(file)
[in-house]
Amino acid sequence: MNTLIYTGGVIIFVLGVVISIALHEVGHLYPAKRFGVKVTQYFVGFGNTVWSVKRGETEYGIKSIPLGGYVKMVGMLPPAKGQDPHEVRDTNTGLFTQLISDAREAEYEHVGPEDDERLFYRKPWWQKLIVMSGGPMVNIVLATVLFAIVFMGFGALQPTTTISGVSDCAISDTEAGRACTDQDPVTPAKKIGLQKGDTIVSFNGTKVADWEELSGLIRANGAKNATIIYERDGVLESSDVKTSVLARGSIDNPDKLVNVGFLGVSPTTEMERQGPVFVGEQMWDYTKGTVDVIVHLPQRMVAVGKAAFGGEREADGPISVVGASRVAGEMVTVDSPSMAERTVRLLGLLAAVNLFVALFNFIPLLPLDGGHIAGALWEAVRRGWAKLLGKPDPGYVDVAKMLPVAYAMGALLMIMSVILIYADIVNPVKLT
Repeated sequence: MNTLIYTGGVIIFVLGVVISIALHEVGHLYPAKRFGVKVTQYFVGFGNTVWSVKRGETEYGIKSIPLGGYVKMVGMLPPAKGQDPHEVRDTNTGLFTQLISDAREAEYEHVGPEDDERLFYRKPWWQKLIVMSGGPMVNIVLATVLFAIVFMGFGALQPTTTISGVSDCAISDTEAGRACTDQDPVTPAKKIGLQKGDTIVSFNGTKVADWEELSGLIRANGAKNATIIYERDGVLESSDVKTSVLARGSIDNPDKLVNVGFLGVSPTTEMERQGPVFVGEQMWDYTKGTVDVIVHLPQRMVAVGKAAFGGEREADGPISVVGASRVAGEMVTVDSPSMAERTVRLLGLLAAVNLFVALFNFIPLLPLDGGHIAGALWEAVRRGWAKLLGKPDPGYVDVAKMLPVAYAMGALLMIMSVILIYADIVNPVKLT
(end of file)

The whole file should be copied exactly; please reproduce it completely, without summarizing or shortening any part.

[in-house]
Amino acid sequence: MNTLIYTGGVIIFVLGVVISIALHEVGHLYPAKRFGVKVTQYFVGFGNTVWSVKRGETEYGIKSIPLGGYVKMVGMLPPAKGQDPHEVRDTNTGLFTQLISDAREAEYEHVGPEDDERLFYRKPWWQKLIVMSGGPMVNIVLATVLFAIVFMGFGALQPTTTISGVSDCAISDTEAGRACTDQDPVTPAKKIGLQKGDTIVSFNGTKVADWEELSGLIRANGAKNATIIYERDGVLESSDVKTSVLARGSIDNPDKLVNVGFLGVSPTTEMERQGPVFVGEQMWDYTKGTVDVIVHLPQRMVAVGKAAFGGEREADGPISVVGASRVAGEMVTVDSPSMAERTVRLLGLLAAVNLFVALFNFIPLLPLDGGHIAGALWEAVRRGWAKLLGKPDPGYVDVAKMLPVAYAMGALLMIMSVILIYADIVNPVKLT
Repeated sequence: MNTLIYTGGVIIFVLGVVISIALHEVGHLYPAKRFGVKVTQYFVGFGNTVWSVKRGETEYGIKSIPLGGYVKMVGMLPPAKGQDPHEVRDTNTGLFTQLISDAREAEYEHVGPEDDERLFYRKPWWQKLIVMSGGPMVNIVLATVLFAIVFMGFGALQPTTTISGVSDCAISDTEAGRACTDQDPVTPAKKIGLQKGDTIVSFNGTKVADWEELSGLIRANGAKNATIIYERDGVLESSDVKTSVLARGSIDNPDKLVNVGFLGVSPTTEMERQGPVFVGEQMWDYTKGTVDVIVHLPQRMVAVGKAAFGGEREADGPISVVGASRVAGEMVTVDSPSMAERTVRLLGLLAAVNLFVALFNFIPLLPLDGGHIAGALWEAVRRGWAKLLGKPDPGYVDVAKMLPVAYAMGALLMIMSVILIYADIVNPVKLT